I guess this Skylark bucked the trend, of the “reliable Skylark”. lol
Look just like my daily driver from 2008-2010. PAssed 200.000 miles with the original drivetrain, actually very reliable the time I drove it 40 miles a day.
This am on my Dunkin Donuts run, I was at a red light by a used car lot. I took a quick glance and low and behold, there was an 1980 Omega Brougham Coupe parked in the lot.
I had to pull in the lot to take a closer look. It was camel color with matching cloth interior and matching 1/2 vinyl roof. Pretty nice shape too. I never understood the purpose of those 1/2 vinyl roofs when they didn’t have any type of molding that extended below the drip molding which would kind of make it look like a landau.
Anyway… the salesman came out with the keys and I got to take a closer look. The car was a Brougham, but didn’t have many options except for the factory mounted 8 track, AC, automatic, 6 cyl, and that was about it. Considering the age of the car, it looked like it held up very well.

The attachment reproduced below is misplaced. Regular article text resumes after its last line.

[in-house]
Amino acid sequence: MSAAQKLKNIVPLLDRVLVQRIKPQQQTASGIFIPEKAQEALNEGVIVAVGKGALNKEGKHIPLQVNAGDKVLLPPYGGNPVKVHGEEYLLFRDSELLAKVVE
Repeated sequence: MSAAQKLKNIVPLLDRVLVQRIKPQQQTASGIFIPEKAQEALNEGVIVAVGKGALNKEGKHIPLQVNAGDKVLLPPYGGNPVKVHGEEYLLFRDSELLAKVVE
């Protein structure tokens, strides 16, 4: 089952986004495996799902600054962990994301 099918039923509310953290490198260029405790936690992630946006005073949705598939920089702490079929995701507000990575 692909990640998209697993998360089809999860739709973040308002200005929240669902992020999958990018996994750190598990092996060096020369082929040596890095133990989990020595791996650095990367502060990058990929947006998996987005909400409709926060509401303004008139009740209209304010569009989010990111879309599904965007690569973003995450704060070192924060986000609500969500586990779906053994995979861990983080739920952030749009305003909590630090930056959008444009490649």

When these cars came out (if my memory is correct, it was in the spring of 1979), i thought the Skylark 4 door was the nicest looking and the Omega 2 door the unfortunate looking one. But, with age, I got to appreciate the Omega 2 door, and I kind of liked the slightly different design of the sheet metal by the rear windows. I guess the designers at Olds were trying to make it look a bit like a 78-80 Cutlass Supreme Coupe with that little kick down line.
Well the car just arrived on that lot the day before, and the salesman said that the boss hasn’t priced it yet. I’m curious what the price will be because it was pretty low milage (150K), in decent shape, and if mechanically sound, would make a very nice second car. If priced right, I may consider it !